We report the use of 2 novel laparoscopic trainers that are inexpensive, easy to construct, and can be used in conjunction with an iPad device to improve laparoscopic surgical training. The primary aim of this study was to construct a low-cost laparoscopic training alternative to standard boxes while using the popular and readily available iPad and assess its validity for laparoscopic surgical training. As such, we hypothesized that a valid training box would be perceived by surgical trainees and staff as comparable with the standard training box and that higher level surgeons would perform consistently better on tasks than surgical trainees on that box.

      Methods

      Two laparoscopic box trainers were constructed using inexpensive, easily attainable materials. The first was constructed using a 3-inch, 3-ring binder (Fig. 1A). Plastic dividers that were included in the binder purchase were used to support the front surface (Fig. 1B). A power drill was used to create port sites for instruments, and a 1 × 1 inch segment of the binder was excised using a box cutter to allow for visualization with camera device (Fig. 1C). An iPad was used as the camera and viewing device. Thumbtacks were placed into the front surface to stabilize and support its weight. Once the iPad was installed on the front surface and stability was ensured, Velcro tape was added to the surface of the binder's base to use traditional Fundamentals of Laparoscopic Surgery (FLS) task components. Care was taken to ensure proper alignment of the Velcro with the camera's fixed viewing angle.
      Figure thumbnail gr1
      Figure 1The binder trainer. (A) The orientation of the 5-inch divider within the binder's 3 rings is shown. This divider is used to provide structural rigidity and to support the weight of the iPad when the device is fully assembled. Velcro was placed in the center of the iPad's field of view as needed to accommodate the placement of practice materials. (B) The orientation of the viewing hole, port sites, and support tacks is shown. The 1 × 1 inch viewing hole is cut out such that its center lies 5.75 inches from either side of the trainer and 3 inches from the upper border. The 10-mm port sites are drilled 7 inches apart from each other, 4 inches from the upper border, and 2.75 inches from the sides. Thumbtacks are placed horizontally, 3.5 inches from top of the trainer as needed to support the weight of the iPad. (C) The fully assembled binder trainer is shown. An additional tack has been placed 1 inch below the iPad to help distribute its weight more evenly along the supporting divider. (Color version available online.)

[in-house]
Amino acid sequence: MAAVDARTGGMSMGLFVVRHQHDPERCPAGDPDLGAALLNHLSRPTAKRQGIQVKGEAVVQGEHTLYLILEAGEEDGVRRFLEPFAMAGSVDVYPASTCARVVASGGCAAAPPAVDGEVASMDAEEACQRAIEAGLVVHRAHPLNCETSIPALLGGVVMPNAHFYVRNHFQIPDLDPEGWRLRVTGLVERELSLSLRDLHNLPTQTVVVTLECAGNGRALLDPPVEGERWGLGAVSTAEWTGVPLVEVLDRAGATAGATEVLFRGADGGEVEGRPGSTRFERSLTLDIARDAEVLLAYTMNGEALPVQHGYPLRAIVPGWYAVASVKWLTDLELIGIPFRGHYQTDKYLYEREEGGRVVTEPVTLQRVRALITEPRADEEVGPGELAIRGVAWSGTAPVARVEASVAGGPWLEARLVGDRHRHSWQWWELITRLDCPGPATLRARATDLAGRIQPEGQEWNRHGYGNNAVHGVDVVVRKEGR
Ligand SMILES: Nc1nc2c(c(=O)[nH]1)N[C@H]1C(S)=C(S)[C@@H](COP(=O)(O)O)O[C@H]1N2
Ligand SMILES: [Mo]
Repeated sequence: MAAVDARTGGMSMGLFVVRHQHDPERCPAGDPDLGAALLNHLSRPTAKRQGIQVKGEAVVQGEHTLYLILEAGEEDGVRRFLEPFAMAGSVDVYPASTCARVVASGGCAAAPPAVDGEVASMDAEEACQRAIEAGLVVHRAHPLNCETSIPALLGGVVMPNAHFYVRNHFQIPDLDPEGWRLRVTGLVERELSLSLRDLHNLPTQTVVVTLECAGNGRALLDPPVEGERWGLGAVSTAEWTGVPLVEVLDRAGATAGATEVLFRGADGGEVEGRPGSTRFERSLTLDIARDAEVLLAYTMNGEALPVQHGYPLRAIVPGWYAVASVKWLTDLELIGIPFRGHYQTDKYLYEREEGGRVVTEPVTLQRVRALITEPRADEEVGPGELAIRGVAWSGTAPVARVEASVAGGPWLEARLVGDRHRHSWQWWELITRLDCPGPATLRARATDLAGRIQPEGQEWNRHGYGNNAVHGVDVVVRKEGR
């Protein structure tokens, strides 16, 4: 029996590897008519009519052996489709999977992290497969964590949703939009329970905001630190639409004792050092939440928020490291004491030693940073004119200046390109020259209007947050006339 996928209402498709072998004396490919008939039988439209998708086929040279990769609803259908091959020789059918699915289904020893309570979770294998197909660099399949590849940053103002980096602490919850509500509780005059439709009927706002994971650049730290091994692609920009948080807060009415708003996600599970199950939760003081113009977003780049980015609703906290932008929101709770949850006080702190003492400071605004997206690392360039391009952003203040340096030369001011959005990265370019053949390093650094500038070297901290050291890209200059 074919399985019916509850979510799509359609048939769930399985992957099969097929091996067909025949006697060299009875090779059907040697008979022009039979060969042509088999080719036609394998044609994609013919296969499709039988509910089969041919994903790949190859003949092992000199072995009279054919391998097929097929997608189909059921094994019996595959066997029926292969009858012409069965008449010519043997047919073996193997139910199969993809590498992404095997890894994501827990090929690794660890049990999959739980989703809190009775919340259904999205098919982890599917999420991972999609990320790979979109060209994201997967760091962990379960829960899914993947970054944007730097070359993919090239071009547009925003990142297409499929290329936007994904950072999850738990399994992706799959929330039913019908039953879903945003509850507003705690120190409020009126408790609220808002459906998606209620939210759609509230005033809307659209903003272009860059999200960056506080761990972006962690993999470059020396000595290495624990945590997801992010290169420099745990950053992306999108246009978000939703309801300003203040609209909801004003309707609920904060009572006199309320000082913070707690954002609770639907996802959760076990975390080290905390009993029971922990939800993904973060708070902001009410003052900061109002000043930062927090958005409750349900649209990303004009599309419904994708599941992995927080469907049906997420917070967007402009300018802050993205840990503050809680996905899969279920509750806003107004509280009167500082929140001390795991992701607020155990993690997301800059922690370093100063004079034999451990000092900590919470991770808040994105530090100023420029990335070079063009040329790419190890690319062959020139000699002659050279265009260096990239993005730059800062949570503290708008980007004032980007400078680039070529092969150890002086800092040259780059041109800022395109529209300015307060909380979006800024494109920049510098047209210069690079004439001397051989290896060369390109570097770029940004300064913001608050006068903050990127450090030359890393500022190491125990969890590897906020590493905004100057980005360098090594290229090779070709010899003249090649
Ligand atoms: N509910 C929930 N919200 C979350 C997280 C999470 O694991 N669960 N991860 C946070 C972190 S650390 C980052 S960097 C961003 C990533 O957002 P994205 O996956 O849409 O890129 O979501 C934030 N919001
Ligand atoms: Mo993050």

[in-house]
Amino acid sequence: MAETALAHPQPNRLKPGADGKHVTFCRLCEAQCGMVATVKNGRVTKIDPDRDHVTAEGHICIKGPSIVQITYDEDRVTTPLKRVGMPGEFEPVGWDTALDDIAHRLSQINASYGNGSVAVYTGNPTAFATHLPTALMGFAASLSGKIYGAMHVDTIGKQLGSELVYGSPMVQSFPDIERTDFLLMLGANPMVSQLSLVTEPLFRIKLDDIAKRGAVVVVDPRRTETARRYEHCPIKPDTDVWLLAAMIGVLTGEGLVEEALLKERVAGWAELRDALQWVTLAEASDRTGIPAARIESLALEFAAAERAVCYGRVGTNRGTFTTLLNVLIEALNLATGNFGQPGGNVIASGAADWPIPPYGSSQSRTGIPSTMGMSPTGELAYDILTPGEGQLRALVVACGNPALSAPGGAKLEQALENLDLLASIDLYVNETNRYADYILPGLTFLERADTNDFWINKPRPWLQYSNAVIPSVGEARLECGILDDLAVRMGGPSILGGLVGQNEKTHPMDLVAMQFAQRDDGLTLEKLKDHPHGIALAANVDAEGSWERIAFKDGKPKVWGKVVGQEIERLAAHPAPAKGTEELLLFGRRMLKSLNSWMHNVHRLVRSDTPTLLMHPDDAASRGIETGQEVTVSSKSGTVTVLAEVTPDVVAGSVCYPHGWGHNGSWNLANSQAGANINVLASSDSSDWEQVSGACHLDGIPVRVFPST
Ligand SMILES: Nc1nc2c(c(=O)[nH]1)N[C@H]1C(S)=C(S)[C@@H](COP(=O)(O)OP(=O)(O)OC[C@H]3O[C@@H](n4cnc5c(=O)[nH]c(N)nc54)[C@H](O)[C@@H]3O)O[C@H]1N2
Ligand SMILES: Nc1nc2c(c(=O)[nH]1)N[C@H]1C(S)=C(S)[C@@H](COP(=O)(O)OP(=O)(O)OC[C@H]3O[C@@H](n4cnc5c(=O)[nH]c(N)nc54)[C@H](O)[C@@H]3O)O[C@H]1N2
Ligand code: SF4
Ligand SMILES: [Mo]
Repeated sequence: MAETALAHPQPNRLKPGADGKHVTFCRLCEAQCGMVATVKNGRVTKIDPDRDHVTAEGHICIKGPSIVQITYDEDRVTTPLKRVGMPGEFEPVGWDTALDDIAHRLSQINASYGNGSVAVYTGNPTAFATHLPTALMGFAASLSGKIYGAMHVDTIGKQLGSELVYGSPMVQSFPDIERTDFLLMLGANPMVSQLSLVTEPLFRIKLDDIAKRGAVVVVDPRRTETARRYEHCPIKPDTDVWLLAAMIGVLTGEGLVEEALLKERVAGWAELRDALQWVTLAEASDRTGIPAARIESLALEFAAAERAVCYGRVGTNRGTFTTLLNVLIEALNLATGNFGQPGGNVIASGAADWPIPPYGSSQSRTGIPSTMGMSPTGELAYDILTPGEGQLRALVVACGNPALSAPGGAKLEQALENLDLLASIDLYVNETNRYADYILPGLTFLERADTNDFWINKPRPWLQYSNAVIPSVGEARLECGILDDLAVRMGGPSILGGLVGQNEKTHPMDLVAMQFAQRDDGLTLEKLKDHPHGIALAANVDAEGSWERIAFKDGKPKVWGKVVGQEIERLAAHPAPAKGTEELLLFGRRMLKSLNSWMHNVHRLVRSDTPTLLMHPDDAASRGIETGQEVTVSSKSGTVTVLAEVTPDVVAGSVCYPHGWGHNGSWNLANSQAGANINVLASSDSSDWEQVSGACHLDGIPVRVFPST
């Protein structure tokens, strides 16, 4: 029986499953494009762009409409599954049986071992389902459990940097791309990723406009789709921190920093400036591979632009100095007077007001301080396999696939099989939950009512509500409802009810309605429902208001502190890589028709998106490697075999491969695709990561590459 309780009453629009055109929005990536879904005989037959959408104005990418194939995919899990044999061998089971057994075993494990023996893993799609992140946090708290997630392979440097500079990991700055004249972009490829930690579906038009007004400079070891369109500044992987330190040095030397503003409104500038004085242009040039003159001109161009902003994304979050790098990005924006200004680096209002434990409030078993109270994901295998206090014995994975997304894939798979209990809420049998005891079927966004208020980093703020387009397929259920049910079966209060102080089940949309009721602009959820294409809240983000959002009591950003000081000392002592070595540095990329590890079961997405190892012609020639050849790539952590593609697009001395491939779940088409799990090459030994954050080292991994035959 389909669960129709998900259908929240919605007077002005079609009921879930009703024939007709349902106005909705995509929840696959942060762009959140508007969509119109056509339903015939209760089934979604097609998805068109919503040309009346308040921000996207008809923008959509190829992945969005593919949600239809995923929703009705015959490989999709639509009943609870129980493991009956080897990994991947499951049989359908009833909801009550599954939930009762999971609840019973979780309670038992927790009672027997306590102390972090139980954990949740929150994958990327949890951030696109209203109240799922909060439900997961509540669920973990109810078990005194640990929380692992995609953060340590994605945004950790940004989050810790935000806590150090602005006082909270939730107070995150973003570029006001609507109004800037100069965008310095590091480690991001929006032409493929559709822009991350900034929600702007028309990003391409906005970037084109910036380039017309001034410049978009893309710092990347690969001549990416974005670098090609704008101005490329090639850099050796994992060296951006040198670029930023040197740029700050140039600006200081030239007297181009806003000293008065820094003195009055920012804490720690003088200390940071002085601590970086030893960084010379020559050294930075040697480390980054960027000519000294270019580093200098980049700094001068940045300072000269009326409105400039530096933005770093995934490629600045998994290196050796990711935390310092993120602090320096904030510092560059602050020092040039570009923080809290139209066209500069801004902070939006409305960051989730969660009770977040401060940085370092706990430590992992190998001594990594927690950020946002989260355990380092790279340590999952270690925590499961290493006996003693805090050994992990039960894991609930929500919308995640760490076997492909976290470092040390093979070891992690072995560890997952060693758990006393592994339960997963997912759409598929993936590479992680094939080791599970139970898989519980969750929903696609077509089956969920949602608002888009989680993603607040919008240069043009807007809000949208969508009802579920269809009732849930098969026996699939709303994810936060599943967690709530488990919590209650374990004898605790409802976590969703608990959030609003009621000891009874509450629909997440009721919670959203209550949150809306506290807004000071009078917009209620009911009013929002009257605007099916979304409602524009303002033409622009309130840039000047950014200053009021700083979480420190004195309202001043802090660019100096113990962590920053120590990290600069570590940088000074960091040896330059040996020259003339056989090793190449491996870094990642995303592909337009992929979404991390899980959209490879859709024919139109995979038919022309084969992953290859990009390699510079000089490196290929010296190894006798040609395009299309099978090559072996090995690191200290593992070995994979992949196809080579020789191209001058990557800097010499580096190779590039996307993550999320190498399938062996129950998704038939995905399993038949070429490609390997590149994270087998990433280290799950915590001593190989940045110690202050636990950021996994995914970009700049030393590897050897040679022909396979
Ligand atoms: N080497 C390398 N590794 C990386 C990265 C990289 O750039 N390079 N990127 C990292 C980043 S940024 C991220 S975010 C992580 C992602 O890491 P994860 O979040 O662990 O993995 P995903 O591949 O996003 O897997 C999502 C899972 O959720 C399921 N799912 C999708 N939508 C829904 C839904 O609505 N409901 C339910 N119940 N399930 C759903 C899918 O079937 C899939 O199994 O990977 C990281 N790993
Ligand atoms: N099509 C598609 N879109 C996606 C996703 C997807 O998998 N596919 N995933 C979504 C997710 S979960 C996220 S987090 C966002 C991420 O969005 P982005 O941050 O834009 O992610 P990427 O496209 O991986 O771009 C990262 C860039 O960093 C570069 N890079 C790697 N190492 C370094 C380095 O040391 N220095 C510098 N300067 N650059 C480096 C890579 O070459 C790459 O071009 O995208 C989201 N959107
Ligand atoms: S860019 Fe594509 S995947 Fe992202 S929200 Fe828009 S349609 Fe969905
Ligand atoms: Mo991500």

The second trainer was constructed of a standard 8.5 × 11 inch copy paper box, measuring 11.5 × 17.5 × 8.75 inch (Fig. 2A). A box-cutter was used to excise wedges of cardboard from both sides of the box to allow for angling of the top surface and orienting the viewing device toward the user (Fig. 2B). Trapezoids were excised from both the sides and front of the box to allow for the entrance of ambient light. Holes were created on the top surface to accommodate the instruments and iPad. Thumbtacks were placed in the top surface to stabilize and support the weight of the iPad. Velcro tape was placed on the box cover's underside, which served as the floor of the trainer, allowing for placement of the task devices. The box was placed onto the lid so that the underside of the box represented the top surface on which the iPad was placed (Fig. 2C). Both trainers were placed at a user-appropriate height. During construction of both trainers, care was taken to recreate the FLS trainer camera, port site, and operative field orientation as closely as possible.